A roll of the dice

If the red house has blue shutters and the green house has red shutters, what's this section for?
User avatar
Angel
Frequent Poster
Posts: 1515
Joined: Mon Nov 07, 2005 6:23 pm
Custom Title: LOVE

Re: A roll of the dice

Postby Angel » Thu Oct 06, 2016 3:06 am

It's a loaded question .
Hmm ~ no quotes and yet it cannot be
deleted. Go figure.
Last edited by Angel on Fri Oct 07, 2016 3:29 am, edited 1 time in total.
When you go from ~
Divid to David
You go from ~
I I to AI
From supernatural to
artificial intelligence
From knowing to not knowing
From God to whatever you are now.

Tallboy
Poster
Posts: 260
Joined: Wed Jun 17, 2015 9:02 pm

Re: A roll of the dice

Postby Tallboy » Thu Oct 06, 2016 4:46 pm

Gord wrote:
Tallboy wrote:
Gord wrote:Everyone on the maths website who bothered to post agreed with me. Almost everyone on the non-maths website who posted (even the professor of physics and the professor of computer science!) disagreed with me.

do you have a link for the non-maths website?

No, it's long gone. The original forum disappeared over 12 years ago, then the second version was created, then it disappeared and a third came along, then it was gone and the fourth and final version was up until someone important died (the husband of the woman hosting the final version; the original version of the forum was run by the guy who died, from a progress brain disease). They're all gone now. I'm 90% certain the riddle was posted on the fourth incarnation.

too bad. would have been interesting to hear the professors reasons for disagreeing.

User avatar
Gord
Real Skeptic
Posts: 27091
Joined: Wed Apr 29, 2009 2:44 am
Custom Title: Wild animal
Location: Transcona

Re: A roll of the dice

Postby Gord » Thu Oct 06, 2016 9:15 pm

Tallboy wrote:
Gord wrote:
Tallboy wrote:
Gord wrote:Everyone on the maths website who bothered to post agreed with me. Almost everyone on the non-maths website who posted (even the professor of physics and the professor of computer science!) disagreed with me.

do you have a link for the non-maths website?

No, it's long gone. The original forum disappeared over 12 years ago, then the second version was created, then it disappeared and a third came along, then it was gone and the fourth and final version was up until someone important died (the husband of the woman hosting the final version; the original version of the forum was run by the guy who died, from a progress brain disease). They're all gone now. I'm 90% certain the riddle was posted on the fourth incarnation.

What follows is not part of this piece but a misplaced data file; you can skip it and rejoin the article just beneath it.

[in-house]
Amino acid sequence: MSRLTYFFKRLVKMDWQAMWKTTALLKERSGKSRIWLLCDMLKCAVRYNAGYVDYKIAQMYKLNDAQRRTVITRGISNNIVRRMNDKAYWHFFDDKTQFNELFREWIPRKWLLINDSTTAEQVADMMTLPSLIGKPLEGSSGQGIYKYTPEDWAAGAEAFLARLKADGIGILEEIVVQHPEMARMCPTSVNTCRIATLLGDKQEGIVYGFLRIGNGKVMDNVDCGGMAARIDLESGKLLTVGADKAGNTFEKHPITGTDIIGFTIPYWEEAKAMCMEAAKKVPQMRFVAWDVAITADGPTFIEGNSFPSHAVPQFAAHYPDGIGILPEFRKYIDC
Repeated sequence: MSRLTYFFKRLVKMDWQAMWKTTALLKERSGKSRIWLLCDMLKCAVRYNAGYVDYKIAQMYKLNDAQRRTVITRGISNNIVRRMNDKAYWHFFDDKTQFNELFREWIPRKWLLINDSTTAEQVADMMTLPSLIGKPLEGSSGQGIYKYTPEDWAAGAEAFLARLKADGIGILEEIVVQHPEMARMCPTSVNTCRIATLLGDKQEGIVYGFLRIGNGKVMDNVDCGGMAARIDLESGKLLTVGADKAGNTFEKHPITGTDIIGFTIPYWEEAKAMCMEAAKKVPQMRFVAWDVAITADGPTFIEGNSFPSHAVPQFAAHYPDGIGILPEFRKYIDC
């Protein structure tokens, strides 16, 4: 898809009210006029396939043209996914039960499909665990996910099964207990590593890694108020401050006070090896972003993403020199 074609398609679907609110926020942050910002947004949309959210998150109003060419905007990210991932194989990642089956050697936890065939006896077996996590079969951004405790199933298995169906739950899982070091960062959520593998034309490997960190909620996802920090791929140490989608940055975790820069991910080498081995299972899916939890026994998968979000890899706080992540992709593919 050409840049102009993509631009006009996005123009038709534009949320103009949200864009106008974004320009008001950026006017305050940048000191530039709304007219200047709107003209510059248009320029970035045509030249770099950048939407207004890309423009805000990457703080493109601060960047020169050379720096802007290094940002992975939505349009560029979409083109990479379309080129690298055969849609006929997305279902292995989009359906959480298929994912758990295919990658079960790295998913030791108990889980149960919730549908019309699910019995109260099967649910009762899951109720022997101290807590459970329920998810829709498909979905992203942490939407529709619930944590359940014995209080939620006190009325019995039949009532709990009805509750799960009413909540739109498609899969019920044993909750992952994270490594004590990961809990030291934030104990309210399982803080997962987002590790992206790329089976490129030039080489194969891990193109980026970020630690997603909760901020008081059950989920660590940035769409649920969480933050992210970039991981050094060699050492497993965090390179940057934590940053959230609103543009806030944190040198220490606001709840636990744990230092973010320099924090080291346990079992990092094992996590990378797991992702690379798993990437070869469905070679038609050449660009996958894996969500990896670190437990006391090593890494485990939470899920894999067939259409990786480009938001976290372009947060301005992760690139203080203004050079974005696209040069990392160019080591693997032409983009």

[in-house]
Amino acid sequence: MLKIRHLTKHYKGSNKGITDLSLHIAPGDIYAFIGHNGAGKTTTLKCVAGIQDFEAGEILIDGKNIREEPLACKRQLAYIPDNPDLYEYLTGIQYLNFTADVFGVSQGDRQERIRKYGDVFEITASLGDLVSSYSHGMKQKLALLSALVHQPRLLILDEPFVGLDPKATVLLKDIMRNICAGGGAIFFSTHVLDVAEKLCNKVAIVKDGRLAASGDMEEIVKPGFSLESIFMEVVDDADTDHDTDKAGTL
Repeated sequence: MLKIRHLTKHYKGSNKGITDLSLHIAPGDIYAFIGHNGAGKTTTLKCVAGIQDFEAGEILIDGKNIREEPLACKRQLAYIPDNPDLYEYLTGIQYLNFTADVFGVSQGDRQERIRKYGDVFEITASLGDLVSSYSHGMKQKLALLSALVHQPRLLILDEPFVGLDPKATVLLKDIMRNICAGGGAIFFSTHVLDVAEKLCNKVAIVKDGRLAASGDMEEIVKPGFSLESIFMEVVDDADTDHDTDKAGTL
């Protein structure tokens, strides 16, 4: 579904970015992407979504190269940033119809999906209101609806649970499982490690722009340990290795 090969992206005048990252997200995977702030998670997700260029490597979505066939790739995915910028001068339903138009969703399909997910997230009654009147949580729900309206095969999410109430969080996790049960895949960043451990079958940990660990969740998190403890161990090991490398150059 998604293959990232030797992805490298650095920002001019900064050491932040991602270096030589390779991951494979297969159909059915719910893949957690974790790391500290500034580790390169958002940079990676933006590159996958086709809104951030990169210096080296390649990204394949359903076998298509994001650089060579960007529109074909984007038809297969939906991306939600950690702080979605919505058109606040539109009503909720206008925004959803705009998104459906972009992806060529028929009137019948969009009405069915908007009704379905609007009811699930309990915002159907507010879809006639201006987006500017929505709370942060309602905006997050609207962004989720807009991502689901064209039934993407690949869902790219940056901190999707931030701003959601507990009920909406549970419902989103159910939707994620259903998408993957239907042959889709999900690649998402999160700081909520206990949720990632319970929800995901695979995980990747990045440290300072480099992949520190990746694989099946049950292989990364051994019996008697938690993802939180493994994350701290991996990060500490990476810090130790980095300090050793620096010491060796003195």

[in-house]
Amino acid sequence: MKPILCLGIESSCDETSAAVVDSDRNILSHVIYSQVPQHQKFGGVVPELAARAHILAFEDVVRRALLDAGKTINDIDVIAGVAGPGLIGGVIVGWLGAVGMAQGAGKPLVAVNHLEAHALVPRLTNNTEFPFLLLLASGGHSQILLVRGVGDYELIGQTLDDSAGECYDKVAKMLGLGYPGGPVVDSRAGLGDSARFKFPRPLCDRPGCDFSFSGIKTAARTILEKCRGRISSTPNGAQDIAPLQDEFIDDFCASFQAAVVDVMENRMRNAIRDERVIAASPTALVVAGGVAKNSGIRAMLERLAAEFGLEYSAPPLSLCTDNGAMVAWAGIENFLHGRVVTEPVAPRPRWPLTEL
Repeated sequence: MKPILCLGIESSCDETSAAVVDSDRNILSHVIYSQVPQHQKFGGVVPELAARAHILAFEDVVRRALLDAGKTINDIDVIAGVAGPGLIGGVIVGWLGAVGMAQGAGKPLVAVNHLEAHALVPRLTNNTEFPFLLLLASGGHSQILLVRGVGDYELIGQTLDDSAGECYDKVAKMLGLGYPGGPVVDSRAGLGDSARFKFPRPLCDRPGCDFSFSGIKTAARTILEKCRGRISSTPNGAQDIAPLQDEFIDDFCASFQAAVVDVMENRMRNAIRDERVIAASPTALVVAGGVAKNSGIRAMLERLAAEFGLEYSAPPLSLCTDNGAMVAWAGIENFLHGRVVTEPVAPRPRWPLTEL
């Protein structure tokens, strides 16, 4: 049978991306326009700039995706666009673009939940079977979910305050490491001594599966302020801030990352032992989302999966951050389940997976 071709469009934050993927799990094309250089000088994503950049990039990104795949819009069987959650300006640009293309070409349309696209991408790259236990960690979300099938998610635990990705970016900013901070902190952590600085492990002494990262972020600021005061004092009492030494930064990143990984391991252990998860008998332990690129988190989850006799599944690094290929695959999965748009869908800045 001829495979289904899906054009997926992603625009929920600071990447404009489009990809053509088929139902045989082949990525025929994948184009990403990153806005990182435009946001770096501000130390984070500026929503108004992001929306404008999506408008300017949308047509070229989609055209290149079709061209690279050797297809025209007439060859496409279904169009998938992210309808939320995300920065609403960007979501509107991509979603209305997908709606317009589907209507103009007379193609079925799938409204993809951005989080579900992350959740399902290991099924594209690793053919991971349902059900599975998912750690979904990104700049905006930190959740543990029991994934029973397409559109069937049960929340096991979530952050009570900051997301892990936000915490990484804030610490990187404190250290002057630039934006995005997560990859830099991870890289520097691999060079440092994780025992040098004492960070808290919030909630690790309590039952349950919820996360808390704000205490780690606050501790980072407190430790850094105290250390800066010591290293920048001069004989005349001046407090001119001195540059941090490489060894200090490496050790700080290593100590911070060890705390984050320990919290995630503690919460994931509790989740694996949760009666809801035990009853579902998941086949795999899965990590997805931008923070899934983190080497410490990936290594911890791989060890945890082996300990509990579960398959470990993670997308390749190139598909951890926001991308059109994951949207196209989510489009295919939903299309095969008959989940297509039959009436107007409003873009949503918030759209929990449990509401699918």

too bad. would have been interesting to hear the professors reasons for disagreeing.

The physics prof talked about quantum mechanics, if I remember (and understood) correctly. Something about the dice being independent of one another, so what one die rolled didn't influence what the other die rolled, therefore the chances of rolling two 1s if you know one of the dice already rolled one 1 is going to be 1 in 6.

I think the computer prof just belittled people (like me!) who think they know more about maths than they actually do -- or don't know enough about maths to know just how little they know about maths (in other words, he Dunning–Krugered me :heh: ).
"Knowledge grows through infinite timelessness" -- the random fictional Deepak Chopra quote site
"You are also taking my words out of context." -- Justin
"Nullius in verba" -- The Royal Society ["take nobody's word for it"]
#ANDAMOVIE

Tallboy
Poster
Posts: 260
Joined: Wed Jun 17, 2015 9:02 pm

Re: A roll of the dice

Postby Tallboy » Thu Oct 06, 2016 10:15 pm

Gord wrote:The physics prof talked about quantum mechanics, if I remember (and understood) correctly. Something about the dice being independent of one another, so what one die rolled didn't influence what the other die rolled, therefore the chances of rolling two 1s if you know one of the dice already rolled one 1 is going to be 1 in 6.


oh, so he, in essence, assumed the dice were rolled sequentially or that we know which die had a 1. not very interesting as this is the typical misunderstanding. the question, in part, seems to be testing against this kind of thinking. I often think there is a cognitive need to interpret the problem this way as it simplifies it immensely.

Gord wrote:I think the computer prof just belittled people (like me!) who think they know more about maths than they actually do -- or don't know enough about maths to know just how little they know about maths (in other words, he Dunning–Krugered me :heh: ).

oh no, you got reverse DK'd!!

User avatar
Scott Mayers
Veteran Poster
Posts: 2331
Joined: Sun Dec 30, 2012 4:56 pm
Custom Title: Deep

Re: A roll of the dice

Postby Scott Mayers » Fri Oct 07, 2016 3:21 am

Tallboy wrote:casino owners make lot's of $$ using probability correctly and banking on the public not using it correctly (the gamblers fallacy, emotion, etc.). it relies on the publics' misunderstanding of probability (I find this somewhat reprehensible, btw). the stock market/hedge fund guys use prob/stats in the same way to predict stock prices. you can tell them that their probabilities are logically unsound, or that they don't deal with the real world problems, and they will smile back and wave to you as they drive off in their Ferrari's on their way to their $10M vacation house in the Hamptons.